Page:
Tom Koltai tomk at unwired.com.au
Tue Mar 15 23:33:43 AEDT 2011

I came across this old case study in the TED database today and thought
it would be of annecdotal interest to Linkers.

With the copyright organisations pushing for increased protection of
their (post 2013) diminishing control over music copyrights, this
article is an interesting case study into how large corporations subsume
developing nations heritage and then sue the traditional owners...

The United States and India are currently involved in a biopiracy
dispute over the rights to a tree indigenous to the Indian subcontinent,
the neem tree. While the neem tree has been used in India for over 2000
years for various purposes such as pesticides, spermicides and
toothbrushes, a US company has been suing Indian companies for producing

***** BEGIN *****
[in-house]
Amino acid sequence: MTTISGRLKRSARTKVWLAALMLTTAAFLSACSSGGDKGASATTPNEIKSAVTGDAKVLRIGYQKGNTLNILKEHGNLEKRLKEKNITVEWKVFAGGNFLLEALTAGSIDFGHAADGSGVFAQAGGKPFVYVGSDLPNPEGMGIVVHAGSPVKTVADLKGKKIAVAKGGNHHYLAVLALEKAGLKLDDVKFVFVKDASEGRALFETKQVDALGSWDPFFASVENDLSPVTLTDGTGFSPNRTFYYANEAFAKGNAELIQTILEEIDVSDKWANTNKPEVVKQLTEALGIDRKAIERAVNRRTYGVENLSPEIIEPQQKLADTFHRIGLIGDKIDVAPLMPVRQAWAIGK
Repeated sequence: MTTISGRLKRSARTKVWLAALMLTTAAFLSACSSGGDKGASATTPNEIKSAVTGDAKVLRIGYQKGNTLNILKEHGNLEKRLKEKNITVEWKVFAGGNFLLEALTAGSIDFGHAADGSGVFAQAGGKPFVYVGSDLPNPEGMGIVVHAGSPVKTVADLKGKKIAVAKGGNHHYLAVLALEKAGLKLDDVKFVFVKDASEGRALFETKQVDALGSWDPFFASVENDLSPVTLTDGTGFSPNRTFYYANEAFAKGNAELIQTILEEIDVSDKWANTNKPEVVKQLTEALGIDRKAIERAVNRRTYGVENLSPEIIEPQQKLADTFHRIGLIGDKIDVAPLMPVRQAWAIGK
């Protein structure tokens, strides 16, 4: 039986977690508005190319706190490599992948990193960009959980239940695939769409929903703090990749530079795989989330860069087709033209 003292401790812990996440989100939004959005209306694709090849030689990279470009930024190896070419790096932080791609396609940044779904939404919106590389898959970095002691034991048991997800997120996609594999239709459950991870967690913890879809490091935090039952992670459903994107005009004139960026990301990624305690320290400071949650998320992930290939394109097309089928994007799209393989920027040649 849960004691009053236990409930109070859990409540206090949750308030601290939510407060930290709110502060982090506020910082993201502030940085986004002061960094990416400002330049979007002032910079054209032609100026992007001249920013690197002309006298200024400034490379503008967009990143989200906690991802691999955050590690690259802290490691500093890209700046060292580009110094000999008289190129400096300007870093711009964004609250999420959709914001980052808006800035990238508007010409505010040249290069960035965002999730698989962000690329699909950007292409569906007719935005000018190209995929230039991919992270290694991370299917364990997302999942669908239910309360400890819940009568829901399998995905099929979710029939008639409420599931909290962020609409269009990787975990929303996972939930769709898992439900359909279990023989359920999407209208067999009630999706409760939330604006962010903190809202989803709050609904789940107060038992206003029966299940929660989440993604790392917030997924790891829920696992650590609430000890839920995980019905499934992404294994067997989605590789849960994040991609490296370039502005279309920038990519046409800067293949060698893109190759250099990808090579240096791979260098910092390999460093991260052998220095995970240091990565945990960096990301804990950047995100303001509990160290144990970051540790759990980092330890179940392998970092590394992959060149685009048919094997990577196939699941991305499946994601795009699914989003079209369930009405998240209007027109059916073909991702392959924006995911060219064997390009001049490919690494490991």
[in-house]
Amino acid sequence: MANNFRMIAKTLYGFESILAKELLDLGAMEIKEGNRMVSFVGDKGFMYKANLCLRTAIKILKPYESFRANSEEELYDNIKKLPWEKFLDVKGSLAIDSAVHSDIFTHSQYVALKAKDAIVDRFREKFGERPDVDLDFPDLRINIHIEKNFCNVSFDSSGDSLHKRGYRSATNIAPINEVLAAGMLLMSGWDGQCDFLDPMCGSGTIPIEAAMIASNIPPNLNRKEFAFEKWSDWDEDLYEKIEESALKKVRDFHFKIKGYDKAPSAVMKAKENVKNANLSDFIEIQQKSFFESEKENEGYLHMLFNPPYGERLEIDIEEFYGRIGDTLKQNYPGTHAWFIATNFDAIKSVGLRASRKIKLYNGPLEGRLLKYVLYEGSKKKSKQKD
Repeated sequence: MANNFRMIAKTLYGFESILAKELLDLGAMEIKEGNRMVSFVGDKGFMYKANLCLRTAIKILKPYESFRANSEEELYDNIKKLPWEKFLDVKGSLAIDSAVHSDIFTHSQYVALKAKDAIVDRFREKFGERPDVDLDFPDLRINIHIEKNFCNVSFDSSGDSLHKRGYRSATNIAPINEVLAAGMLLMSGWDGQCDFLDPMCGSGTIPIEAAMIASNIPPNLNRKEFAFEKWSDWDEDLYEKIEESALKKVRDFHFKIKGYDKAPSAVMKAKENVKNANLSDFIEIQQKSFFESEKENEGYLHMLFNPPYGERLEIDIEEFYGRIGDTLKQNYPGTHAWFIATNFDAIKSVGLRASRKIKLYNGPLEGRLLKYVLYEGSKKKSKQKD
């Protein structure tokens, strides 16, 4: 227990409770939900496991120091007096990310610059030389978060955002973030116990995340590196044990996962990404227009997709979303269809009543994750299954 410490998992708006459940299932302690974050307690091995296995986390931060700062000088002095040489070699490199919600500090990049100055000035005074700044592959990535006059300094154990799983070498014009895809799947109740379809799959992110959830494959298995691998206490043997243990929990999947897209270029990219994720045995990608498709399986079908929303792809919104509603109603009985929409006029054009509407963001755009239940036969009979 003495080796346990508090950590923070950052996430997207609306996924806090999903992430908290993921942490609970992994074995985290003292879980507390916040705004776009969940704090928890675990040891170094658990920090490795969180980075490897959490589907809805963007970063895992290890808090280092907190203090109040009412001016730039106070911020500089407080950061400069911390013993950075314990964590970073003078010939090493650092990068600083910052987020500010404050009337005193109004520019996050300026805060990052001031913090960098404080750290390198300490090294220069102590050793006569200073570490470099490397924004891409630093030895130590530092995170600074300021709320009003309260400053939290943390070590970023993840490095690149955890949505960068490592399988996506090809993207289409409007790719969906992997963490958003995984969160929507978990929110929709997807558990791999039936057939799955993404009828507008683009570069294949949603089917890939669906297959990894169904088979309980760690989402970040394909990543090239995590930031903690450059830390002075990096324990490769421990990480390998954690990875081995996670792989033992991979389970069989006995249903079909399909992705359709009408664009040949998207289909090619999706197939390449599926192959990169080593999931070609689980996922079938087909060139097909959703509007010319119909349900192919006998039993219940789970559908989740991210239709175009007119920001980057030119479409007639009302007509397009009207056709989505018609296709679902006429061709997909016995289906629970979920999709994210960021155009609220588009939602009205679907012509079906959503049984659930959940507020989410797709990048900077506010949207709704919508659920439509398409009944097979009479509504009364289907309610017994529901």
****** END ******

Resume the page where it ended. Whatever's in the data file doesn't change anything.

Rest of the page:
the emulsion because they have a patent on the process. The dispute is
over the rights of companies to conduct research and development by
using patents against the interest of the people who live at the source
of the resource. To what extent can multinational companies claim and
patent resources from the develping countries, like India? The movement
around the issue of the neem tree and trade-related aspects of
intellectual property rights (TRIPS) represents a challenge to the
developing countries. 

From: http://www1.american.edu/TED/neemtree.htm

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